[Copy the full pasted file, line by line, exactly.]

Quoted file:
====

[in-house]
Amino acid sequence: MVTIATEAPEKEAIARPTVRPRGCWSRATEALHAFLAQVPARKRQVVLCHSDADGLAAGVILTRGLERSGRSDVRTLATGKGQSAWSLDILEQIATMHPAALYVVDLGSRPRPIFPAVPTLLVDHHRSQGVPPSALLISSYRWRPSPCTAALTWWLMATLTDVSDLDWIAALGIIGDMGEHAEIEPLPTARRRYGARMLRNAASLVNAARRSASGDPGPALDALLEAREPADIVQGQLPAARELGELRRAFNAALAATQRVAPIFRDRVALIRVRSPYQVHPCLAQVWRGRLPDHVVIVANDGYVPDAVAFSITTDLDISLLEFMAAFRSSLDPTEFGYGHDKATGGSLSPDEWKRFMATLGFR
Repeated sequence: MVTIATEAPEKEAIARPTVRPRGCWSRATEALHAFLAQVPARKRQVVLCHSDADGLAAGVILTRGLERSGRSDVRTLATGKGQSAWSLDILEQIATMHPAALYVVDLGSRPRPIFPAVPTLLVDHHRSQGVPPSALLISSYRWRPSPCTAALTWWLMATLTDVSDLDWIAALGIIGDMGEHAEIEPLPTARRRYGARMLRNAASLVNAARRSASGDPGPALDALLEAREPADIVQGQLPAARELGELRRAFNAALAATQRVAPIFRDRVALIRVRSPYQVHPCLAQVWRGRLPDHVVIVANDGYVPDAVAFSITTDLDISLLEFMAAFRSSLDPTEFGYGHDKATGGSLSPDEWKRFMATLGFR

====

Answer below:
[in-house]
Amino acid sequence: MVTIATEAPEKEAIARPTVRPRGCWSRATEALHAFLAQVPARKRQVVLCHSDADGLAAGVILTRGLERSGRSDVRTLATGKGQSAWSLDILEQIATMHPAALYVVDLGSRPRPIFPAVPTLLVDHHRSQGVPPSALLISSYRWRPSPCTAALTWWLMATLTDVSDLDWIAALGIIGDMGEHAEIEPLPTARRRYGARMLRNAASLVNAARRSASGDPGPALDALLEAREPADIVQGQLPAARELGELRRAFNAALAATQRVAPIFRDRVALIRVRSPYQVHPCLAQVWRGRLPDHVVIVANDGYVPDAVAFSITTDLDISLLEFMAAFRSSLDPTEFGYGHDKATGGSLSPDEWKRFMATLGFR
Repeated sequence: MVTIATEAPEKEAIARPTVRPRGCWSRATEALHAFLAQVPARKRQVVLCHSDADGLAAGVILTRGLERSGRSDVRTLATGKGQSAWSLDILEQIATMHPAALYVVDLGSRPRPIFPAVPTLLVDHHRSQGVPPSALLISSYRWRPSPCTAALTWWLMATLTDVSDLDWIAALGIIGDMGEHAEIEPLPTARRRYGARMLRNAASLVNAARRSASGDPGPALDALLEAREPADIVQGQLPAARELGELRRAFNAALAATQRVAPIFRDRVALIRVRSPYQVHPCLAQVWRGRLPDHVVIVANDGYVPDAVAFSITTDLDISLLEFMAAFRSSLDPTEFGYGHDKATGGSLSPDEWKRFMATLGFR